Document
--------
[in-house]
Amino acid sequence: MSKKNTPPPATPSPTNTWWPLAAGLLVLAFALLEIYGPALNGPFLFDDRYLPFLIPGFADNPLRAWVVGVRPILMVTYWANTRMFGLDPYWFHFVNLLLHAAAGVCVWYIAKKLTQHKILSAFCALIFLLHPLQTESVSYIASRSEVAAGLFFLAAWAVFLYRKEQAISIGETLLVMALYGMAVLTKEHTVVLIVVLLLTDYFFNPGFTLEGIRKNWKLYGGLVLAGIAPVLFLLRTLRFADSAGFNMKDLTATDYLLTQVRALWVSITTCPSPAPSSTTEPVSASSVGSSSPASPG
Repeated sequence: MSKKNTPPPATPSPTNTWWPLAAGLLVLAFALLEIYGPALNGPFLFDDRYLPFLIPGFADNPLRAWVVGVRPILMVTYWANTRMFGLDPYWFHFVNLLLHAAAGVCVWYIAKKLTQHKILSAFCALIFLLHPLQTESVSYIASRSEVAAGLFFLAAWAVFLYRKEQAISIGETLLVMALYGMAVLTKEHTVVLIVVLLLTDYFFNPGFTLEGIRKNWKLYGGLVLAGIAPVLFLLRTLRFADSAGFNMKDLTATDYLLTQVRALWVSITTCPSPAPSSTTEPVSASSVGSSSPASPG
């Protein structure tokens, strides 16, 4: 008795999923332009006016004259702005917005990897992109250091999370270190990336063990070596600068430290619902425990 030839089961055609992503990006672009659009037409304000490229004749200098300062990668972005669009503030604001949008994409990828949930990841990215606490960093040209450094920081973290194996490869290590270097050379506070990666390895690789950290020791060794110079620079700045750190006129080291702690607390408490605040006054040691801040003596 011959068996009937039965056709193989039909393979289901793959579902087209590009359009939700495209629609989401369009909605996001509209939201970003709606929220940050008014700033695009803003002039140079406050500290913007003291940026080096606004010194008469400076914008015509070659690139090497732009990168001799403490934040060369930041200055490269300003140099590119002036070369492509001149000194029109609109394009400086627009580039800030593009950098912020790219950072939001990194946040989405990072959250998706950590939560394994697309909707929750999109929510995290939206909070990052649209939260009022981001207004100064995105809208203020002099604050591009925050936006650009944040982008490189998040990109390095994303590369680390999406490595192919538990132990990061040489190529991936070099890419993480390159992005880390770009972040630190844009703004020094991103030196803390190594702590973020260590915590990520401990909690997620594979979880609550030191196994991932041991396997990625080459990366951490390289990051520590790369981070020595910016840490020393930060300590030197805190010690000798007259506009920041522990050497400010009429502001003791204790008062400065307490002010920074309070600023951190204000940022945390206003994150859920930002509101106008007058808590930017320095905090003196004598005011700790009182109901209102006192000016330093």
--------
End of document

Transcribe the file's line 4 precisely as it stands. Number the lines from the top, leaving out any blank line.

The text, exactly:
């Protein structure tokens, strides 16, 4: 008795999923332009006016004259702005917005990897992109250091999370270190990336063990070596600068430290619902425990 030839089961055609992503990006672009659009037409304000490229004749200098300062990668972005669009503030604001949008994409990828949930990841990215606490960093040209450094920081973290194996490869290590270097050379506070990666390895690789950290020791060794110079620079700045750190006129080291702690607390408490605040006054040691801040003596 011959068996009937039965056709193989039909393979289901793959579902087209590009359009939700495209629609989401369009909605996001509209939201970003709606929220940050008014700033695009803003002039140079406050500290913007003291940026080096606004010194008469400076914008015509070659690139090497732009990168001799403490934040060369930041200055490269300003140099590119002036070369492509001149000194029109609109394009400086627009580039800030593009950098912020790219950072939001990194946040989405990072959250998706950590939560394994697309909707929750999109929510995290939206909070990052649209939260009022981001207004100064995105809208203020002099604050591009925050936006650009944040982008490189998040990109390095994303590369680390999406490595192919538990132990990061040489190529991936070099890419993480390159992005880390770009972040630190844009703004020094991103030196803390190594702590973020260590915590990520401990909690997620594979979880609550030191196994991932041991396997990625080459990366951490390289990051520590790369981070020595910016840490020393930060300590030197805190010690000798007259506009920041522990050497400010009429502001003791204790008062400065307490002010920074309070600023951190204000940022945390206003994150859920930002509101106008007058808590930017320095905090003196004598005011700790009182109901209102006192000016330093």